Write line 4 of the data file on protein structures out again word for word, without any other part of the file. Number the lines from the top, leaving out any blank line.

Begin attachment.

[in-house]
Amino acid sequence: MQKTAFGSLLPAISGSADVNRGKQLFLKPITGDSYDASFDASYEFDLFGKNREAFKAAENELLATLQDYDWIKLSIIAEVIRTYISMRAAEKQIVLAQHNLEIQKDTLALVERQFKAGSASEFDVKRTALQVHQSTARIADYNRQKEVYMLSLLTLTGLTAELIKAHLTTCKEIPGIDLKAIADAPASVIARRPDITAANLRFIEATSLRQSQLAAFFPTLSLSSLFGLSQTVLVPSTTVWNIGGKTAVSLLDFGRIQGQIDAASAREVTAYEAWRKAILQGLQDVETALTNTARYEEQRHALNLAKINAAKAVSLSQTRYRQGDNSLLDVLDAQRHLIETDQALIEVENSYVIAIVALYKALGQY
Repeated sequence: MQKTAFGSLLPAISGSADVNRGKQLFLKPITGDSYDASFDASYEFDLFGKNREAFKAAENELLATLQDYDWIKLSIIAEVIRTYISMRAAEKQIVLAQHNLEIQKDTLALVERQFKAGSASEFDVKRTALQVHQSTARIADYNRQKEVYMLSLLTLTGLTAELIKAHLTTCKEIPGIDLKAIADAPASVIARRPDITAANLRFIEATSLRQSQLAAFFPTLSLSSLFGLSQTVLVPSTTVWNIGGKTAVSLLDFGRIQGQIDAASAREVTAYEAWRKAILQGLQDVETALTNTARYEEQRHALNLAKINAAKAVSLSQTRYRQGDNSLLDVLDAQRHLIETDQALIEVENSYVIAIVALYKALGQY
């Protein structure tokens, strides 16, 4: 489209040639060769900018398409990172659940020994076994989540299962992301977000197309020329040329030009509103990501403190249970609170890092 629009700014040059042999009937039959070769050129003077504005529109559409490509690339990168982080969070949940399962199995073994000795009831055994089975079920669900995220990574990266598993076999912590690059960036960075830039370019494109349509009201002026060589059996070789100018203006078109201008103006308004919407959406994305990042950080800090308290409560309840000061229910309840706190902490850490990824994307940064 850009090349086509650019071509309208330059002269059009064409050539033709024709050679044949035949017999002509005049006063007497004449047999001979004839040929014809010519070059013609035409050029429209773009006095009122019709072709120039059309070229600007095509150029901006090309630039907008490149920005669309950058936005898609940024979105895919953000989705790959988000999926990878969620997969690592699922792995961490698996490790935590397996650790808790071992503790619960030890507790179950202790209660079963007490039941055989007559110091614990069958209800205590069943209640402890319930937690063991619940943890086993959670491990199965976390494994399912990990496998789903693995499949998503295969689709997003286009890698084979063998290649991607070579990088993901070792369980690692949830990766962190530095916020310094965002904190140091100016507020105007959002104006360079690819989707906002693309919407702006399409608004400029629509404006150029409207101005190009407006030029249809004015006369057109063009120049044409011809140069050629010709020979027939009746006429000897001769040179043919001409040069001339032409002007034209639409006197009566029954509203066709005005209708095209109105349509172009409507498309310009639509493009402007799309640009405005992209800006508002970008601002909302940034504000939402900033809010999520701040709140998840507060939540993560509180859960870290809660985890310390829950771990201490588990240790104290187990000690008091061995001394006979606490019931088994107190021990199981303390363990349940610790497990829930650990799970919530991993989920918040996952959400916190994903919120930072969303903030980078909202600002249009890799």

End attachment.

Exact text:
């Protein structure tokens, strides 16, 4: 489209040639060769900018398409990172659940020994076994989540299962992301977000197309020329040329030009509103990501403190249970609170890092 629009700014040059042999009937039959070769050129003077504005529109559409490509690339990168982080969070949940399962199995073994000795009831055994089975079920669900995220990574990266598993076999912590690059960036960075830039370019494109349509009201002026060589059996070789100018203006078109201008103006308004919407959406994305990042950080800090308290409560309840000061229910309840706190902490850490990824994307940064 850009090349086509650019071509309208330059002269059009064409050539033709024709050679044949035949017999002509005049006063007497004449047999001979004839040929014809010519070059013609035409050029429209773009006095009122019709072709120039059309070229600007095509150029901006090309630039907008490149920005669309950058936005898609940024979105895919953000989705790959988000999926990878969620997969690592699922792995961490698996490790935590397996650790808790071992503790619960030890507790179950202790209660079963007490039941055989007559110091614990069958209800205590069943209640402890319930937690063991619940943890086993959670491990199965976390494994399912990990496998789903693995499949998503295969689709997003286009890698084979063998290649991607070579990088993901070792369980690692949830990766962190530095916020310094965002904190140091100016507020105007959002104006360079690819989707906002693309919407702006399409608004400029629509404006150029409207101005190009407006030029249809004015006369057109063009120049044409011809140069050629010709020979027939009746006429000897001769040179043919001409040069001339032409002007034209639409006197009566029954509203066709005005209708095209109105349509172009409507498309310009639509493009402007799309640009405005992209800006508002970008601002909302940034504000939402900033809010999520701040709140998840507060939540993560509180859960870290809660985890310390829950771990201490588990240790104290187990000690008091061995001394006979606490019931088994107190021990199981303390363990349940610790497990829930650990799970919530991993989920918040996952959400916190994903919120930072969303903030980078909202600002249009890799």